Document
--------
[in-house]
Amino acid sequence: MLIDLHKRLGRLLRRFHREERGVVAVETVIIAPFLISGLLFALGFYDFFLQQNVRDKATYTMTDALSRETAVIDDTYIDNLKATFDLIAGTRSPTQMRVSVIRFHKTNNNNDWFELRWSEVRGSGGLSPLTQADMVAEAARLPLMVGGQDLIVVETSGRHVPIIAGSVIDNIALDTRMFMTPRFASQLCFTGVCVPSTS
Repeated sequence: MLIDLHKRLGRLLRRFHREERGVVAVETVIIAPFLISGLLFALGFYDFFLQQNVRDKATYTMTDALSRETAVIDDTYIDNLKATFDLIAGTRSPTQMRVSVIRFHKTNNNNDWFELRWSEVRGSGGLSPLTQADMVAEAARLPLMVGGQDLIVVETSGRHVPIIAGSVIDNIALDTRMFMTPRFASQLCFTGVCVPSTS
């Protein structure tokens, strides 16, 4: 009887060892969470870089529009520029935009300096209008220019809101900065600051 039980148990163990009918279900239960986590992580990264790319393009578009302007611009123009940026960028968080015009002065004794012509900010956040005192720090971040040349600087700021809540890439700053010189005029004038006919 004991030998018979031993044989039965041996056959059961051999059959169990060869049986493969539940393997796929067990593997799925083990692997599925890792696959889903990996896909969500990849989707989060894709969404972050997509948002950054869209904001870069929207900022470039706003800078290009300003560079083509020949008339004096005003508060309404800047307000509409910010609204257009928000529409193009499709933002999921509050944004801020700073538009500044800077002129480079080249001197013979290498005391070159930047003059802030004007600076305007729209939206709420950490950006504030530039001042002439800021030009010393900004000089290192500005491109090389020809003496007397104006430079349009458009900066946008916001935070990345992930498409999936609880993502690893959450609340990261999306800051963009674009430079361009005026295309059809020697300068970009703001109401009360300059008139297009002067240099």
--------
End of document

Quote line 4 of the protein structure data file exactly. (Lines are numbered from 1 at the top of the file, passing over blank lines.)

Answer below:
């Protein structure tokens, strides 16, 4: 009887060892969470870089529009520029935009300096209008220019809101900065600051 039980148990163990009918279900239960986590992580990264790319393009578009302007611009123009940026960028968080015009002065004794012509900010956040005192720090971040040349600087700021809540890439700053010189005029004038006919 004991030998018979031993044989039965041996056959059961051999059959169990060869049986493969539940393997796929067990593997799925083990692997599925890792696959889903990996896909969500990849989707989060894709969404972050997509948002950054869209904001870069929207900022470039706003800078290009300003560079083509020949008339004096005003508060309404800047307000509409910010609204257009928000529409193009499709933002999921509050944004801020700073538009500044800077002129480079080249001197013979290498005391070159930047003059802030004007600076305007729209939206709420950490950006504030530039001042002439800021030009010393900004000089290192500005491109090389020809003496007397104006430079349009458009900066946008916001935070990345992930498409999936609880993502690893959450609340990261999306800051963009674009430079361009005026295309059809020697300068970009703001109401009360300059008139297009002067240099």